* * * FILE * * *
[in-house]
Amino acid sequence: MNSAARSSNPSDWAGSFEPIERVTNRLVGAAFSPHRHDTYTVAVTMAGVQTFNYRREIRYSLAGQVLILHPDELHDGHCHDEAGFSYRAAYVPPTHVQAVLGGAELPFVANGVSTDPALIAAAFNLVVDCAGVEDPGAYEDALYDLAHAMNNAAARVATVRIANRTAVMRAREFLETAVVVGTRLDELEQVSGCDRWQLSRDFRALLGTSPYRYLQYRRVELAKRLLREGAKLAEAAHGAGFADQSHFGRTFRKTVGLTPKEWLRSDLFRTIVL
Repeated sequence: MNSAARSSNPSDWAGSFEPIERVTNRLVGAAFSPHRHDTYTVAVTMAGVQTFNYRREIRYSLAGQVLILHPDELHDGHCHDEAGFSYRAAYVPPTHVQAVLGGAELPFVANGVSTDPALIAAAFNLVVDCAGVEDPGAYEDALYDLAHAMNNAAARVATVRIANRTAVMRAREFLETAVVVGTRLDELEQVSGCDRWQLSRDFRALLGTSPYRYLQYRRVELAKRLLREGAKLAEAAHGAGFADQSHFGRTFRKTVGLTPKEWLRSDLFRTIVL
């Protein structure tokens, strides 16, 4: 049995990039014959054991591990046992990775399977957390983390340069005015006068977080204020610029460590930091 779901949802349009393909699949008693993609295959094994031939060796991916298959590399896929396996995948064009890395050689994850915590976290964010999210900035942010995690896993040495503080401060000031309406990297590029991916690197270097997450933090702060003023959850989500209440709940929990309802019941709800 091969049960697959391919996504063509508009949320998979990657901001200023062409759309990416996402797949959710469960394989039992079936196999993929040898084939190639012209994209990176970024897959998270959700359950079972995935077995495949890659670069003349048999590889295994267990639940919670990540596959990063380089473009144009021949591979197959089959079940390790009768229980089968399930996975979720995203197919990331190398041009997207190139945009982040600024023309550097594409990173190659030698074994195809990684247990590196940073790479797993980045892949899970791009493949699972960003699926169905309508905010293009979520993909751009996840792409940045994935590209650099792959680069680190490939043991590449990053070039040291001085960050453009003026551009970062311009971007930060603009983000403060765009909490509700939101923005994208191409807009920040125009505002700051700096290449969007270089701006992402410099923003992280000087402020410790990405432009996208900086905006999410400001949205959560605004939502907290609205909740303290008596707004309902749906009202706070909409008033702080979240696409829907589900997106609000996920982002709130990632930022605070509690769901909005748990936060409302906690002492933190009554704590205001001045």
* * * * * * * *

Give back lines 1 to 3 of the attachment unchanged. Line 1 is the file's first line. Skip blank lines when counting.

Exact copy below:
[in-house]
Amino acid sequence: MNSAARSSNPSDWAGSFEPIERVTNRLVGAAFSPHRHDTYTVAVTMAGVQTFNYRREIRYSLAGQVLILHPDELHDGHCHDEAGFSYRAAYVPPTHVQAVLGGAELPFVANGVSTDPALIAAAFNLVVDCAGVEDPGAYEDALYDLAHAMNNAAARVATVRIANRTAVMRAREFLETAVVVGTRLDELEQVSGCDRWQLSRDFRALLGTSPYRYLQYRRVELAKRLLREGAKLAEAAHGAGFADQSHFGRTFRKTVGLTPKEWLRSDLFRTIVL
Repeated sequence: MNSAARSSNPSDWAGSFEPIERVTNRLVGAAFSPHRHDTYTVAVTMAGVQTFNYRREIRYSLAGQVLILHPDELHDGHCHDEAGFSYRAAYVPPTHVQAVLGGAELPFVANGVSTDPALIAAAFNLVVDCAGVEDPGAYEDALYDLAHAMNNAAARVATVRIANRTAVMRAREFLETAVVVGTRLDELEQVSGCDRWQLSRDFRALLGTSPYRYLQYRRVELAKRLLREGAKLAEAAHGAGFADQSHFGRTFRKTVGLTPKEWLRSDLFRTIVL